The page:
BACKGROUND: Cystic fibrosis (CF) is one of the most frequent genetic diseases and the median survival of these patients has improved in the last few decades, therefore it becomes necessary to evaluate the long-term complications as renal and cardiovascular risk factors.
AIM OF THE STUDY: To evaluate the incidence, the manifestations of renal disease and the possible association with metabolic and endothelial dysfunction markers in the CF population.
MATERIALS AND METHODS: We performed a cross-sectional, observational study on 226 CF patients. Clinical and laboratory instrumental parameters (metabolic, inflammatory and endothelial dysfunction markers) were evaluated.
RESULTS: We showed 65 patients with chronic kidney disease (CKD) and 158 patients with a reduced value of forced expiratory volume in 1 s (FEV1), of which 58 patients with a severe reduction of FEV1. Moreover 28 patients had undergone lung transplantation and them had a significant lower estimated Glomerular Filtration Rate (eGFR) with respect to the non-transplanted patients (p < 0.001). We reported also a significant association between lower eGFR value and serum triglycerides, total cholesterol and low-density lipoproteins (LDL) (p = 0.005, p < 0.001, p = 0.040; respectively), with a significant negative correlation between eGFR and serum triglycerides (r = - 0.28; p < 0.01). Moreover we found a significant association between lower eGFR value and serum uric acid (SUA) (p = 0.005), while we did not found an association with 25-hydroxy-vitamin-D value, serum glucose and hemoglobin A1c levels.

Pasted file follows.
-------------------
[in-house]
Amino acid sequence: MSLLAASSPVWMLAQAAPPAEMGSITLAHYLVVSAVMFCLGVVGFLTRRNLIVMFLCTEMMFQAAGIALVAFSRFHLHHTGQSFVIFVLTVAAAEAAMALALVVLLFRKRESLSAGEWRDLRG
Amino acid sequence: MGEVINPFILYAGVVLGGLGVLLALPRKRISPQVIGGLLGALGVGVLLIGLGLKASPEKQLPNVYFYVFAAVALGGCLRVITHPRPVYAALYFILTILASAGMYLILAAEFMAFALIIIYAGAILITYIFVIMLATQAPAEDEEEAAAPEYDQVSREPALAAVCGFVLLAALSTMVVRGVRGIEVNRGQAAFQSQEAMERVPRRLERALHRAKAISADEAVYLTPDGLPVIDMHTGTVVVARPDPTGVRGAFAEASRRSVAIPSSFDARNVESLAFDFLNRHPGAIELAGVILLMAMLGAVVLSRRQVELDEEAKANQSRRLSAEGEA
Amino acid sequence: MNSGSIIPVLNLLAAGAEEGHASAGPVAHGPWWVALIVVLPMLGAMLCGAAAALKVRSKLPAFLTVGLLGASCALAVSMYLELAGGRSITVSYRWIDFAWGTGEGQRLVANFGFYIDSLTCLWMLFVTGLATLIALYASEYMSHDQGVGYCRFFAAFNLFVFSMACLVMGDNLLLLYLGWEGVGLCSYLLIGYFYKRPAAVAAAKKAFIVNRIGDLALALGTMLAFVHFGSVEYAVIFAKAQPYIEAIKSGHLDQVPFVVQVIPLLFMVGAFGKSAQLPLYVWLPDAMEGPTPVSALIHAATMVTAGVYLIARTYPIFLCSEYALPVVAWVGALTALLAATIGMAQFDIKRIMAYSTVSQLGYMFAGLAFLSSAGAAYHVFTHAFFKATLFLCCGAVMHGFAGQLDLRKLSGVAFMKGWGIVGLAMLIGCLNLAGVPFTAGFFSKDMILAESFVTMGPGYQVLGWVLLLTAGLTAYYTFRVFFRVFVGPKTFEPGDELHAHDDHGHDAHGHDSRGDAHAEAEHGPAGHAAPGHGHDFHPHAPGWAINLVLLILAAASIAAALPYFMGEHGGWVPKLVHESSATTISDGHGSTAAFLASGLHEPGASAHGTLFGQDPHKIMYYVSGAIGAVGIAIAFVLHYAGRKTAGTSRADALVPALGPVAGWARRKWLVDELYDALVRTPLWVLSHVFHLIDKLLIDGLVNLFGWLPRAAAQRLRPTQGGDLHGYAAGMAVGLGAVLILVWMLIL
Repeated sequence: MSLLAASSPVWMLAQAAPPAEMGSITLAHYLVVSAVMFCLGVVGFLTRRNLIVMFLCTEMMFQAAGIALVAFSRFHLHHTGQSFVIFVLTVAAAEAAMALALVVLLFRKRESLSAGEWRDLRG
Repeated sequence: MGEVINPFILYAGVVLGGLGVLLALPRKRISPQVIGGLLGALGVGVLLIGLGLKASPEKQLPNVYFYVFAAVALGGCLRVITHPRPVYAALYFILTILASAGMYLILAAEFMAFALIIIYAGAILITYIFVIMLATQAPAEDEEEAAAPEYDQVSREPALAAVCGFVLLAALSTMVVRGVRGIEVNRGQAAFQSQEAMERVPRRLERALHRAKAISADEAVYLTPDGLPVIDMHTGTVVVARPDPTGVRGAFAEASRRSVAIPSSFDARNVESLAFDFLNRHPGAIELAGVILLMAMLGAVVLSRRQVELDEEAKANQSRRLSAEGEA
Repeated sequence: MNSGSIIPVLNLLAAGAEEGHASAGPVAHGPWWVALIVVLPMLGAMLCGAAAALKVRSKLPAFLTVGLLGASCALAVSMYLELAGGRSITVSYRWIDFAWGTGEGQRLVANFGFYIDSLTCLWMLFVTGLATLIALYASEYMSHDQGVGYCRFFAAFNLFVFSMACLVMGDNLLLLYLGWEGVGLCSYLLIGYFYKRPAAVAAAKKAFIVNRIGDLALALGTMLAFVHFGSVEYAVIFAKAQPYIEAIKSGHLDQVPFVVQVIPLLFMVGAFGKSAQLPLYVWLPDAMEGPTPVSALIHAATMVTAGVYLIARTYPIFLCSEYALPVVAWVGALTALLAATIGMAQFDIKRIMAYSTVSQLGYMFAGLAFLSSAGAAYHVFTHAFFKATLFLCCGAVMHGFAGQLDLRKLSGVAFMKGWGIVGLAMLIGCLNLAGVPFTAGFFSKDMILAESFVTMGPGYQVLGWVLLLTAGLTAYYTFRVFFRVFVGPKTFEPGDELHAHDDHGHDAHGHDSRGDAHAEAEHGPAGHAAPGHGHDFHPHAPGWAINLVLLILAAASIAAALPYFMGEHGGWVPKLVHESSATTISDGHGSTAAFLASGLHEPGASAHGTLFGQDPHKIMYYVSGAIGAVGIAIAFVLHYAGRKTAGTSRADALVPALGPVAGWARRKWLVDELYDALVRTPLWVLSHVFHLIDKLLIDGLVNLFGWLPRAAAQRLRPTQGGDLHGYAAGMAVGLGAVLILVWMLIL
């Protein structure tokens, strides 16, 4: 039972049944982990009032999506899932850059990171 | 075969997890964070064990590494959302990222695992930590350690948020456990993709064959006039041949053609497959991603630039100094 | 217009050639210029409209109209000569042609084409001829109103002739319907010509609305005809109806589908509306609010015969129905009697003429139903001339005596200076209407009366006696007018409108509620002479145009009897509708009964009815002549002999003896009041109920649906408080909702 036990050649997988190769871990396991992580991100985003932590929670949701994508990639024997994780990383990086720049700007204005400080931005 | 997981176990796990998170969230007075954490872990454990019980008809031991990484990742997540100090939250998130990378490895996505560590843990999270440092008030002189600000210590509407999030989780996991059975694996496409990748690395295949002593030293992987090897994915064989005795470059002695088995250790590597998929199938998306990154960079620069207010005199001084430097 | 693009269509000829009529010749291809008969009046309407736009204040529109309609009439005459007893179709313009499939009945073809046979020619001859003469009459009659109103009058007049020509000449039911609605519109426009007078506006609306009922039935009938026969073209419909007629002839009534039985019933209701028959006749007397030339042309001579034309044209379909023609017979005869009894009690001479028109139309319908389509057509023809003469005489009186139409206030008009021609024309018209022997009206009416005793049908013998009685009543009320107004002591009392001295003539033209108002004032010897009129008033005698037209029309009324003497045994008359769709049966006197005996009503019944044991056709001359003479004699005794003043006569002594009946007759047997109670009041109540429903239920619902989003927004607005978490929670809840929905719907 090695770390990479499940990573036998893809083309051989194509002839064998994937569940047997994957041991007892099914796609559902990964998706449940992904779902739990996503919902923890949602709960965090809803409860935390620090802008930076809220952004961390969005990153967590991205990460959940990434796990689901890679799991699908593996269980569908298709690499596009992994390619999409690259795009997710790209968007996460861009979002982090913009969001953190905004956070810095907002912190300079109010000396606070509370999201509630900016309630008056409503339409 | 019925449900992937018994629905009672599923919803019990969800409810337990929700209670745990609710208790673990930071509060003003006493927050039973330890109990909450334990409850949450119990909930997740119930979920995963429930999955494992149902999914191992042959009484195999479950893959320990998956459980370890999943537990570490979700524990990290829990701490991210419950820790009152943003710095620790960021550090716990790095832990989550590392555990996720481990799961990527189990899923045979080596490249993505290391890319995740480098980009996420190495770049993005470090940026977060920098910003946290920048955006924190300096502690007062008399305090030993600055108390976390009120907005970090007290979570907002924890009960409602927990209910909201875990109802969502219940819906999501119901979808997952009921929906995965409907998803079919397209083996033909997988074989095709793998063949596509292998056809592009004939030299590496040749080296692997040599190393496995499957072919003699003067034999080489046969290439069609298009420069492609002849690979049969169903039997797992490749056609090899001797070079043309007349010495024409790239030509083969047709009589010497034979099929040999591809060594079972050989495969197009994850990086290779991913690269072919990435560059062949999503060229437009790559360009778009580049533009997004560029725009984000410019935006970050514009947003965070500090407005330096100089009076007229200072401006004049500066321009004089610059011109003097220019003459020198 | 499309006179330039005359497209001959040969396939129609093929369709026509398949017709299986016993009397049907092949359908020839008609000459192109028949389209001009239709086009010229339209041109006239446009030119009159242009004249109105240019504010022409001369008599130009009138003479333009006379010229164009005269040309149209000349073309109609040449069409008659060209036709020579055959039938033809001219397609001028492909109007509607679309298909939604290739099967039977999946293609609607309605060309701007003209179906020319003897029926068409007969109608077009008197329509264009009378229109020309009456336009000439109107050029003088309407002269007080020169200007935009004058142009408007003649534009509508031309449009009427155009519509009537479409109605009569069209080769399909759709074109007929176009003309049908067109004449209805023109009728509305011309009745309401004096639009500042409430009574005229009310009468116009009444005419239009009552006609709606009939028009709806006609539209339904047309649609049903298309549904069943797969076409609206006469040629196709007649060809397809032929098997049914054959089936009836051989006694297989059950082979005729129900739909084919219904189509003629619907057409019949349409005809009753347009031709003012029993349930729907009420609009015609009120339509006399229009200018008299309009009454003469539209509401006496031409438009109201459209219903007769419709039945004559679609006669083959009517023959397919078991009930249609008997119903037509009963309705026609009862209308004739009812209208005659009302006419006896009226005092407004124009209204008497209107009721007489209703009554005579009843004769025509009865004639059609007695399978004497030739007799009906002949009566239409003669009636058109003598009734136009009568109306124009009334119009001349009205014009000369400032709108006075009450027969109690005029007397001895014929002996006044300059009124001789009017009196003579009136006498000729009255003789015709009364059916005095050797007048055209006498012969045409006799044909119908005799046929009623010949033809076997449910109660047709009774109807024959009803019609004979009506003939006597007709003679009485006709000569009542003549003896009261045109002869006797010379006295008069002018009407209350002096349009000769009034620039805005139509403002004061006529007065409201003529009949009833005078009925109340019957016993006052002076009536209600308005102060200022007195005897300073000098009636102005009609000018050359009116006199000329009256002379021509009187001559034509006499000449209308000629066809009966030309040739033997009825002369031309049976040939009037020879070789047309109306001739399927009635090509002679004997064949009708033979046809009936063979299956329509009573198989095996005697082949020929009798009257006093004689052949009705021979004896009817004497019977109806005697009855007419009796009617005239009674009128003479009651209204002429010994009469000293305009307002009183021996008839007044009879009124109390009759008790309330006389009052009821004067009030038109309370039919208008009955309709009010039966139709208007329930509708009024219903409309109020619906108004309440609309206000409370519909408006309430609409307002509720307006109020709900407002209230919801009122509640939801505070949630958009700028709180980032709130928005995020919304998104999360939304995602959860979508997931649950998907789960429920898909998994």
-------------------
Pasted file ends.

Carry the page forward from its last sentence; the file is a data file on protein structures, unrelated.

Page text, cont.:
CONCLUSIONS: Our study showed a high prevalence of CKD in CF patients. Moreover we showed an increase of endothelial dysfunction and metabolic indexes in patients with reduced renal function, as SUA, serum triglycerides and LDL, suggesting the need for an early and complete screening of the main metabolic indexes to reduce cardiovascular risk and progression of renal damage, in particular in patients with lung transplant.